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Demos Shakarian and His Ecumenical Businessmen


Breakfast with the Holy Spirit: The FGBMFI

In many countries of the world one can go to a fashionable hotel and find a Saturday breakfast meeting of the Full Gospel Business Men’s Fellowship International (FGBMFI).[1] There they will see businessmen raising their hands in adoration and praise to the Lord. A speaker, most likely not an ordained minister, would give a talk or Bible teaching, and others would be invited to witness to what the Lord has done in their lives. At times the emcee- facilitator of these breakfast meetings would ask those present to raise their hands in recognition as he called out the major denominations, such as Baptist, Methodists, Presbyterians, Catholics, etc. This ritual makes it clear to all that these breakfast meetings are ecumenical fellowships.[2]

An FGBMFI meeting in South Sudan.

The FGBMFI has brought the gospel to millions of men all over the world, and then immediately baptized many of them in the Holy Spirit–something few other churches or para-churches are likely to do. This has been done mostly by the thousands (and ultimately hundreds of thousands) of members taking the trouble to invite unbelieving friends, nominal Christians, and outright skeptics to the meetings with the lure of a free breakfast. In these meetings there have always been a steady stream of healings and deliverance prayers that occur either across the breakfast table, in a healing line, or in spontaneous prayer groups that form as the official meeting adjourns. This is evangelization as in the Hebrews 2:1-4 model at its best.

“Therefore we must give the more earnest heed to the things we have heard, lest we drift away. For if the word spoken through angels proved steadfast, and every transgression and disobedience received a just reward, how shall we escape if we neglect so great a salvation, which at the first began to be spoken by the Lord, and was confirmed to us by those who heard Him, God also bearing witness both with signs and wonders, with various miracles, and gifts of the Holy Spirit, according to His own will?”

- Hebrews 2:1-4

Most Church historians date the beginning of the Charismatic Renewal at 1960, with the incident at St. Marks in California, when the Rev. Dennis Bennett declared before his congregation that he spoke in tongues. However, the Charismatic Renewal is defined as the coming of Pentecostalism to mainline Christians, a good case can be made that the Renewal really began a decade earlier with the founding of the FGBMFI. It was in these meetings in the United States in the 1950s, 60s, and 70s that hundreds of thousands of men from mainline denominations met in worshipful, ecumenical fellowship and received the gifts of the Spirit. In fact, the FGBMFI was the major institution driving the remarkable expansion of Renewalist (Pentecostal, Charismatic and “Third Wave”) churches during those decades. But back in the 1950s, it served as a “Holy Ghost holding tank” for thousands of persons in the mainline denominations who could not practice the gifts of the Spirit in their churches, but could and did at the Saturday breakfast meetings.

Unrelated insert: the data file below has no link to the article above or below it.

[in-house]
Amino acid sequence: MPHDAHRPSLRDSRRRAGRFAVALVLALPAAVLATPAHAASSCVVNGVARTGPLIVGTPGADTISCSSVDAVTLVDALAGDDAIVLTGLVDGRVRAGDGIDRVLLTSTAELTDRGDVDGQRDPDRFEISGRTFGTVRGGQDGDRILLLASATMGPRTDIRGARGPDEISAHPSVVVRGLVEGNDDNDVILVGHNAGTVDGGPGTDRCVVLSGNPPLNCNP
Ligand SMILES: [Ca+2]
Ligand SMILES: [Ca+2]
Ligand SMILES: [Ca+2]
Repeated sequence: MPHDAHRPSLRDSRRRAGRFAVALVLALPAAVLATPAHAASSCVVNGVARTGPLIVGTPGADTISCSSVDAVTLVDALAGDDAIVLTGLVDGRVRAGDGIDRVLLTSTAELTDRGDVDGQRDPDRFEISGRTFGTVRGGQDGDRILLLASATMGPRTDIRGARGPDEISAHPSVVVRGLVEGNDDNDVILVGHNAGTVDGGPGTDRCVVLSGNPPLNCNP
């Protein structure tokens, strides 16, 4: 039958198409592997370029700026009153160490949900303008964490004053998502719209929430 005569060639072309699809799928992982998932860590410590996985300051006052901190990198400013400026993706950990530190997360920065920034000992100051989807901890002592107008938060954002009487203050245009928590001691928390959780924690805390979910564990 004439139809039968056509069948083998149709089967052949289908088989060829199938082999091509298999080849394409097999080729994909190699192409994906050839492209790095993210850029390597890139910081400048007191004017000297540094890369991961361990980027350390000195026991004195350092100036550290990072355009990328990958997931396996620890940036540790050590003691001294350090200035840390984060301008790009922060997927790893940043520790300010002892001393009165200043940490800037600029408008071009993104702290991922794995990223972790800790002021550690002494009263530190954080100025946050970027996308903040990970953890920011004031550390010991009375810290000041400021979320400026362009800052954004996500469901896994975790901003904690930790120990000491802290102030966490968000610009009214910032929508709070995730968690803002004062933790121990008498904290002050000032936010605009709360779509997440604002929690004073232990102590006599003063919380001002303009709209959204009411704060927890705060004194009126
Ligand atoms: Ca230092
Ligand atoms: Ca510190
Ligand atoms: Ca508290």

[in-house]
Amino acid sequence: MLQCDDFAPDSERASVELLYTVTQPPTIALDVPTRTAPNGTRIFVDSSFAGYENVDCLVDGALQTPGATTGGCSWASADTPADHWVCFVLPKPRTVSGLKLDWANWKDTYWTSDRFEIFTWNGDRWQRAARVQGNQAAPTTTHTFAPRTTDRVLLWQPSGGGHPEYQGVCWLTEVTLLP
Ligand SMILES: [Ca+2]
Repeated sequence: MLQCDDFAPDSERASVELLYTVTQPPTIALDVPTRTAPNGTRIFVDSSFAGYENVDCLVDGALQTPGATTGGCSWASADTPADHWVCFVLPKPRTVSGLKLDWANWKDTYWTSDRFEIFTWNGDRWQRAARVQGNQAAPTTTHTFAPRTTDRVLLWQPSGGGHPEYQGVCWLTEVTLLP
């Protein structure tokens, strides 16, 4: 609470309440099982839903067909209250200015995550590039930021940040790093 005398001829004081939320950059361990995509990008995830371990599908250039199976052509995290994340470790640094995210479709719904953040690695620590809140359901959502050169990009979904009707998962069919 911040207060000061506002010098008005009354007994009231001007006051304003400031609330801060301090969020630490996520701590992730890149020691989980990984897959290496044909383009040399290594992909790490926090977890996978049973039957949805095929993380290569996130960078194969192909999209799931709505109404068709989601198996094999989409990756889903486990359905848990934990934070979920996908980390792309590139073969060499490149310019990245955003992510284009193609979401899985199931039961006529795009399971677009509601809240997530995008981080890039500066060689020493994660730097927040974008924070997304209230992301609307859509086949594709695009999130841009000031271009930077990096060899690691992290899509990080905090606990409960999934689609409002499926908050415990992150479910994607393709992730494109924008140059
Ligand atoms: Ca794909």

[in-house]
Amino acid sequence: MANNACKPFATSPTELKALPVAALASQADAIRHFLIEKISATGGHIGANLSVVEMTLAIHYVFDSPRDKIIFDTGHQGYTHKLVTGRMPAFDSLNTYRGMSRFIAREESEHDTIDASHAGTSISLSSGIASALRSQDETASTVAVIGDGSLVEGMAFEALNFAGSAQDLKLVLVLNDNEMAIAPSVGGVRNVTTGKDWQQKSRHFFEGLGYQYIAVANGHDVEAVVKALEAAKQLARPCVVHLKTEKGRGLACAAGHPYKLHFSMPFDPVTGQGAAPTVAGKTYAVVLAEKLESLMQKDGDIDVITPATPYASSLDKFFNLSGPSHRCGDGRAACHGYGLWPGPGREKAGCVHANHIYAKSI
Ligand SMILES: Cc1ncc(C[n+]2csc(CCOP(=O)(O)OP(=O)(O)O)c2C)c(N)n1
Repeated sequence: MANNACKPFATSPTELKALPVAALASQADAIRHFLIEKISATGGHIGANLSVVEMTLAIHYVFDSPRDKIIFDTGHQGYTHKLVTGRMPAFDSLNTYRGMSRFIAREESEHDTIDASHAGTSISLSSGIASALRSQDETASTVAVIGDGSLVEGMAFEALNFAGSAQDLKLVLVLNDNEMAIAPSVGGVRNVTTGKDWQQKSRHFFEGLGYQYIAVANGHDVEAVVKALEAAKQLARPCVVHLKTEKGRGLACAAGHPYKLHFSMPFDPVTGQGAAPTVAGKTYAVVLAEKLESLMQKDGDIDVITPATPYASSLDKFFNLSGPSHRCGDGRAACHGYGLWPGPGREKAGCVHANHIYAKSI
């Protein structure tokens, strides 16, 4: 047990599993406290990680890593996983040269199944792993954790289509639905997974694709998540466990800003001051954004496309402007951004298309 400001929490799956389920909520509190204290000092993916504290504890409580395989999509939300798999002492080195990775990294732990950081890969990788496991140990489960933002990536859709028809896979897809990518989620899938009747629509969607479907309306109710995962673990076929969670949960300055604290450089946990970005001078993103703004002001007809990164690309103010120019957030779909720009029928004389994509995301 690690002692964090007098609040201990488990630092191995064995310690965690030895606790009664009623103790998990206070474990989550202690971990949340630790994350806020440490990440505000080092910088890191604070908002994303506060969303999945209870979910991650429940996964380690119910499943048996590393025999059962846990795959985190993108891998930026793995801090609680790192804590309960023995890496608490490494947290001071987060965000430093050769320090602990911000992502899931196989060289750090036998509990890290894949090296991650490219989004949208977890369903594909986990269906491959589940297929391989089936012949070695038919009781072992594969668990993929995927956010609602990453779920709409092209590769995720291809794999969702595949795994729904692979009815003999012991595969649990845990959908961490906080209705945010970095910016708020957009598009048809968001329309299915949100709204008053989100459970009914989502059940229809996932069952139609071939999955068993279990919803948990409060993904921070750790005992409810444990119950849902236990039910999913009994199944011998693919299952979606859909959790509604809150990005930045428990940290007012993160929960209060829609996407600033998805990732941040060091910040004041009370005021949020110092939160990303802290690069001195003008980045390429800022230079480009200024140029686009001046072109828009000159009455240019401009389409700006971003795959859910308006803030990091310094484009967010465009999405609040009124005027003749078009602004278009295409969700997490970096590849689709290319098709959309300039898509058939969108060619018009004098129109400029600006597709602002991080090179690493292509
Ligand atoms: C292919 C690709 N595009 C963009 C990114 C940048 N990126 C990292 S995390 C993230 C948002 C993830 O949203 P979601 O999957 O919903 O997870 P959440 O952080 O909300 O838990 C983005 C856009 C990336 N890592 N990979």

From Armenia to California

This grand and influential para-church ministry had its roots in the Shakarian family, which fled Armenia in 1900 and settled in California. In Armenia they had belonged to a congregation of believers that had roots in an 1850’s Russian revival which manifested some of the Gifts of the Spirit, especially prophecy. They worshiped in barns and homes and were independent from the majority Armenian Orthodox Church. In 1900, a local prophet warned the fellowship of impending doom, and he urged migration to America. Many did, including the Shakarian family. In fact, after World War I broke out, Turkey began a mass deportation of Armenians to the Mesopotamian desert (1916). This resulted in genocide of perhaps one million Armenians.

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Category: Church History, Summer 2014

About the Author: William L. De Arteaga, Ph.D., is known internationally as a Christian historian and expert on revivals and the rebirth and renewal of the Christian healing movement. His major works include Quenching the Spirit: Discover the Real Spirit Behind the Charismatic Controversy (Creation House, 1992, 1996), Forgotten Power: The Significance of the Lord’s Supper in Revival (Zondervan, 2002), Agnes Sanford and Her Companions: The Assault on Cessationism and the Coming of the Charismatic Renewal (Wipf & Stock, 2015), and The Public Prayer Station: Taking Healing Prayer to the Streets and Evangelizing the Nones (Emeth Press, 2018). Bill pastored two Hispanic Anglican congregations in the Marietta, Georgia area, and is semi-retired. He continues in his healing, teaching and writing ministry and is the state chaplain of the Order of St. Luke, encouraging the ministry of healing in all Christian denominations. Facebook

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